There was great hope that decades ago people who were sexually abused as children would finally have a day in court.
Instead, they are being victimized again.
The Republican-controlled state Senate uses them as pawns in their latest political agenda. Shame on them.
In August, Republican legislative leaders joined Democratic leaders and Gov. Tom Wolfe. commit to a final decision in a referendum Amends the state constitution if approved by voters. With this amendment, victims of child sexual abuse will be able to sue the abuser even if the statute of limitations has expired.
The Senate honored that promise Wednesday — but it poisoned the deal in a stunt that shouldn’t surprise anyone.
Instead of passing a simple law that puts a referendum on a ballot that voters will consider in May, The Senate has put the uncontroversial referendum into law, which includes two other controversial referendums.Some will require voters to show their ID at every election. Another is to make it easier for legislators to override state regulations.
The scheme jeopardizes the deal to help victims of abuse as the politically divided House of Representatives could reject the bill.
Amid criticism of how the Senate handled the amendment, Republican leaders emphasized Wednesday that referendums have been put together for the past several years.
That doesn’t mean it has to be.
If the Senate wants a referendum on voter ID and legislative authority over regulation, they will need to propose them as separate bills. Voter ID referendums have benefits. Polls show that Pennsylvania voters support voter ID. I’m in it
By putting together a referendum, Republicans are exploiting sexual abuse victims for political gain.they rely on divided house Digest the parts they don’t like and support the package to support the victims.
Some Republican lawmakers have argued that all these issues matter and that voters deserve a voice in defending their actions.
“Voters need to decide these issues through their state’s constitutional amendment process. I trust voters and believe they should have the final say on these issues.” Senator Mike Regan, R-York, said in a statement Wednesday.
Ok, so why stop there?
The public wants many things that lawmakers are stuck on.Legislators don’t act, so let’s give voters a chance to do their job in other ways. new legislationshould not be limited to conservative agendas.
Senator Lisa Boscola (D-Northampton) proposed adding a constitutional amendment to the package approved Wednesday to eliminate property taxes on homes and farms. As you can imagine, her proposal failed. Too liberal for the idea of a Republican-dominated Senate.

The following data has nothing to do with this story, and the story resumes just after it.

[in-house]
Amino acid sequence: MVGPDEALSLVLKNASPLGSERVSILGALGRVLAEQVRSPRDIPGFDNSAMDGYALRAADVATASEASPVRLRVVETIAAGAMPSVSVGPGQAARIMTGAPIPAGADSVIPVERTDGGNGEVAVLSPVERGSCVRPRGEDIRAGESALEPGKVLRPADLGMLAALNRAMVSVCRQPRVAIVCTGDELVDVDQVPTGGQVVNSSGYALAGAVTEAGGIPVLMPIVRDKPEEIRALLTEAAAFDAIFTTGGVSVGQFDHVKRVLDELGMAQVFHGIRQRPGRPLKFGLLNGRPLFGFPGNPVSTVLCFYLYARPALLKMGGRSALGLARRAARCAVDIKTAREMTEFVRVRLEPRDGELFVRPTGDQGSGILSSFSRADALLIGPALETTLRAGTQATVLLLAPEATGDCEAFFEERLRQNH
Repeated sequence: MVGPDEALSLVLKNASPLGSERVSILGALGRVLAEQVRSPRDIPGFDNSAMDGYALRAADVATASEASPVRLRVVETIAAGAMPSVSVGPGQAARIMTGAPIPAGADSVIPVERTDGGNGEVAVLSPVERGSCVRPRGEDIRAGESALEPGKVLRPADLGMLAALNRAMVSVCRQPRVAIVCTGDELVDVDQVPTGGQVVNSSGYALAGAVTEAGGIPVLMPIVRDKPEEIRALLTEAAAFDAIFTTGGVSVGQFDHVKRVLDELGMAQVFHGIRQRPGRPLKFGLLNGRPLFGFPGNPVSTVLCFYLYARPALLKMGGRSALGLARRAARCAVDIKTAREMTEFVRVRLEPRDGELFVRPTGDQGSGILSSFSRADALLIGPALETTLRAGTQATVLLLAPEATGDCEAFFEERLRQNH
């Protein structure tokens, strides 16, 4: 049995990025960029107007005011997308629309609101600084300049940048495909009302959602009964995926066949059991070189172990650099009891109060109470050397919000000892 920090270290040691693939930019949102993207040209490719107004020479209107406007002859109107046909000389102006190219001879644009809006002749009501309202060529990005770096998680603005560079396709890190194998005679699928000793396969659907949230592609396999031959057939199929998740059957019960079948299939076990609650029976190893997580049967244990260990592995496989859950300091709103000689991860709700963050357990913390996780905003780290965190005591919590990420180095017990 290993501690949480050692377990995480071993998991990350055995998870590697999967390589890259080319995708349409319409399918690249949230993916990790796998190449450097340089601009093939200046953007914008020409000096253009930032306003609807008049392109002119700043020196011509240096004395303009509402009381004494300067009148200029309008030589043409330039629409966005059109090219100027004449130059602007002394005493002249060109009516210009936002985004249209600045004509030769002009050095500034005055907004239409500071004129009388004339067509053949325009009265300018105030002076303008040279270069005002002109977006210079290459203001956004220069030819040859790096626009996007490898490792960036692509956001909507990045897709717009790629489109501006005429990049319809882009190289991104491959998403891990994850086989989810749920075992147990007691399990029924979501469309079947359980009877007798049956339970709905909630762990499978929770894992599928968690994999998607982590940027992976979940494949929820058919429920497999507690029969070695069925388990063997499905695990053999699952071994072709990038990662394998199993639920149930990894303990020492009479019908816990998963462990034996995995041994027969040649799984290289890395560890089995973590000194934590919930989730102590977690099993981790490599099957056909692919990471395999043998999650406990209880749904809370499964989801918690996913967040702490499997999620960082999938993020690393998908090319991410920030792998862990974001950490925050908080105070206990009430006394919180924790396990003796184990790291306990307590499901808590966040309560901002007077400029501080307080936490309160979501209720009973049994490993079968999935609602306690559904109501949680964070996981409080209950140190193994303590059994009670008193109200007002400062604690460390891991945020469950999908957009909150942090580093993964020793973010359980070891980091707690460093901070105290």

At the very least, kudos to her for trying to raise people’s voice on important issues that aren’t part of the conservative arsenal. Boscola was the only Democrat to support the bill.
“I believe Pennsylvania voters will do the right thing. That’s why I support ballot initiatives and referendums to empower people and refuse to act in the best interests of their citizens.” We will take power out of the hands of politicians,” she said in a statement.
Boscola also proposed an amendment to constitutionalize the right to abortion.
“Under this amendment, the individuals making these decisions will not have Congress make them,” she said.
And what extends the Constitution’s non-discrimination protection to people is their sexual identity, sexual orientation, identity or expressioncountry of origin, skin color, age, ancestry, religious beliefs, ancestry, disability, etc.
Those suggestions also failed. Shocker.
Republican lawmakers typically oppose even the slightest tightening of gun laws. But polls show that Republican voters support some changes. So why not put them to the vote?
poll last spring According to Third Way and Republican polling firm GS Strategy Group It turns out that voters across the political spectrum want legislation on guns.
67% of Republicans and 61% of those who called themselves conservatives said they would. red flag lawThese laws allow authorities to temporarily withdraw firearms from people who indicate they may be dangerous.
81% of Republicans and 77% of conservatives said they would. universal background checkThere is currently a loophole in Pennsylvania law whereby rifles and other long guns transferred in private sales are not subject to inspection.
The poll also found overwhelming support for these proposals among gun owners, with 70% supporting red flag laws and 85% supporting universal background checks.
With such strong bipartisan support, the public deserves a say in whether these protections should be added to the state constitution.
Until these referendums are put to the vote too, don’t believe it when Republicans say they should trust their voters and they should have a say on the issues that matter.
Wake Up Call columnist Paul Mastic can be reached at 610-820-6582 or firstname.lastname@example.org.
https://www.mcall.com/opinion/mc-opi-pa-constitutional-amendments-voter-id-lawsuits-muschick-20230113-5prjt52xuzap3bipg77upafxtu-story.html#ed=rss_www.mcall.com/arcio/rss/category/news/pennsylvania/ Why You Can’t Trust Republican Leaders